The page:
This weekend I find myself in a position of mostly trying to figure out how to say the same thing in a different way. The market maintains its current uptrend based on the follow-through day (FTD) of September 1st, and leading stocks continue to act well although many are somewhat extended to the upside. So far the market rally hasn’t run into any big speed bumps, but then it hasn’t really been speeding along much as it has inched higher over the past week, moving up into the “no-man’s land” between its 50-day moving average and the higher 200-day moving average. What I do note, however, is that the NASDAQ Composite Index, shown below on a daily chart, has moved up to this declining tops trendline, which, for Technical Analysis 101 purists who do not necessarily subscribe to the FTD concept, is the dividing line between a market in a downtrend vs. a market in an uptrend. If the NASDAQ can break out through this declining tops trend line or downtrend line, to put it more simply, then I might consider this to be constructive. Aside from one sharp increase in volume on Wednesday of this past week, trading has remained lackluster, perhaps due to the shortened holiday week. In any case, sellers still have not come into this market to put an end to this rally attempt, as buyers have remained in control to keep the rally in force for now, as I see it.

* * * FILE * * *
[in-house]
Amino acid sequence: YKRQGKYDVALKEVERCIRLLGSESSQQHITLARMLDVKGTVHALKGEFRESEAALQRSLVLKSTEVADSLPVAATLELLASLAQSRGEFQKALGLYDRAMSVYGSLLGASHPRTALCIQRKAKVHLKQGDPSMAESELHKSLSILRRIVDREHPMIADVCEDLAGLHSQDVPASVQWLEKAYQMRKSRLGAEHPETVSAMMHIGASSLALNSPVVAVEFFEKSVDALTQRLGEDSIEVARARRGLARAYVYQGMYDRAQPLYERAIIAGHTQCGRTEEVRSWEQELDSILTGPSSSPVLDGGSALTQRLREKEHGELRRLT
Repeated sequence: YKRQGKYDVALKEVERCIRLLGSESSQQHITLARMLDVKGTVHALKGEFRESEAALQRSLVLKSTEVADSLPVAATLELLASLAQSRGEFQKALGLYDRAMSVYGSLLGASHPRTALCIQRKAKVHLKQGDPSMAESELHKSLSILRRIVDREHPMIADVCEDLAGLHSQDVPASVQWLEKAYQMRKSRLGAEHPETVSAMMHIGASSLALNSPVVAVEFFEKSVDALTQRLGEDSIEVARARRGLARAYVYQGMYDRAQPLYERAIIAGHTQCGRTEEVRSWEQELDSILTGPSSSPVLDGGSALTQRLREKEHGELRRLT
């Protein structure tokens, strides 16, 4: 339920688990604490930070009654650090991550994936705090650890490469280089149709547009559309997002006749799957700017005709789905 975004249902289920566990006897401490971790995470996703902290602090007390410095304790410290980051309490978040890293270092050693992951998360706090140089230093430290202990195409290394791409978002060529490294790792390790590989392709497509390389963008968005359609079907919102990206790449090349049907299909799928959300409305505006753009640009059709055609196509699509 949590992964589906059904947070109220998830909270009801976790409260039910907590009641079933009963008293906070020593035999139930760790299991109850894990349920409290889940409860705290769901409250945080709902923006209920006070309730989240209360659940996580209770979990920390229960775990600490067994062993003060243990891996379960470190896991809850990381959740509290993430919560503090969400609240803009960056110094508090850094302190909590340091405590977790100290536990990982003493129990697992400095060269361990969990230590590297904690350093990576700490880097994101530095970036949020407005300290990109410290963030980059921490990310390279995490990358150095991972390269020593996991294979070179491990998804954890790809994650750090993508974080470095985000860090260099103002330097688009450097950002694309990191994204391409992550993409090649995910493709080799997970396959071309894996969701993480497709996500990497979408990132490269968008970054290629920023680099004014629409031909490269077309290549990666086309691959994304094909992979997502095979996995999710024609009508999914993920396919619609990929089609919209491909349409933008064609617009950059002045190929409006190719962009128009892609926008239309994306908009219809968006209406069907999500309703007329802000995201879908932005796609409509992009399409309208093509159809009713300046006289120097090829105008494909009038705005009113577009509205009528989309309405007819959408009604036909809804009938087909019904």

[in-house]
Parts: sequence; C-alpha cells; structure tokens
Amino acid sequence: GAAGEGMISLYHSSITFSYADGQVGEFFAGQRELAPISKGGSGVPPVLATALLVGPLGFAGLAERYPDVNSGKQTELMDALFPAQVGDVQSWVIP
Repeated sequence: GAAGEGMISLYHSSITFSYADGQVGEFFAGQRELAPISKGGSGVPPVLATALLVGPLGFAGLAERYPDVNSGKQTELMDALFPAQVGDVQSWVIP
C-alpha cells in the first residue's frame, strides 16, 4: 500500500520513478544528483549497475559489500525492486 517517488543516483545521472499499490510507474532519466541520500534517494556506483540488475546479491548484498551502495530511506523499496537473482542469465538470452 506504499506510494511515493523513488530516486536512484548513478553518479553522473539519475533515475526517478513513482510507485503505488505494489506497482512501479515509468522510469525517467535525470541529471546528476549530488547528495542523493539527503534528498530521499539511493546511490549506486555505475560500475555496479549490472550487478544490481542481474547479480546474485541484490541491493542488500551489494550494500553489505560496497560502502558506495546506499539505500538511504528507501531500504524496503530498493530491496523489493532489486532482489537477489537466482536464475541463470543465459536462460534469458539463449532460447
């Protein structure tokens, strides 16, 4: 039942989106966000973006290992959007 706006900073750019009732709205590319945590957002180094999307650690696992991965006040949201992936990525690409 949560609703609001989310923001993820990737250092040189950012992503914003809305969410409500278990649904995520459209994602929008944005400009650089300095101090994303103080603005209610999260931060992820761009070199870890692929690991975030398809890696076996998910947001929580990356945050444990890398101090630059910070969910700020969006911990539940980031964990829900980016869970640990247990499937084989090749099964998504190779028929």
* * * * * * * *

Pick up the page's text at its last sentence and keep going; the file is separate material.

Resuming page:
If we draw the same type of Technical Analysis 101 downtrend line on the S&P 500 Index‘s daily chart, below, we note that the index is actually trading above the trendline. While this might be considered constructive if it were occurring on heavy buying volume, the reality is that the S&P 500 Index is wedging, e.g., rallying on successively lighter and lighter volume, which I find a little troublesome. At the very least, it seems to imply that on the S&P 500 Index, at least, a pullback might serve to correct the wedge. The critical factor here will be whether volume picks up sharply on any such pullback as such action could indicate that the market is going to roll over. Such action would be in character with the chop and slop nature of this big sideways consolidation that has been forming since the market topped in early May, so I would advise Gilmo members to stay alert here as we return to allegedly “normalized” volume levels in the middle of September.
One thing that paints an ominous picture to some is the action of the Semiconductor Index, the well-known “SOX,” which is represented by the daily chart of the Semiconductors Holders Trust ETF (SMH) shown below on a daily chart. What many don’t like here is the fact that the Semis, which normally correlate to the general market in any rally phase, are lagging and diverging to the downside as the rest of the market goes up.
Meanwhile others can’t decide whether the S&P 500 is forming a “bullish” reverse Head & Shoulders bottom (green dotted line) or a “bearish” Head & Shoulders top (red dotted line), per the weekly chart of the $SPX below (pay no attention to the moving averages – they are set for a daily chart):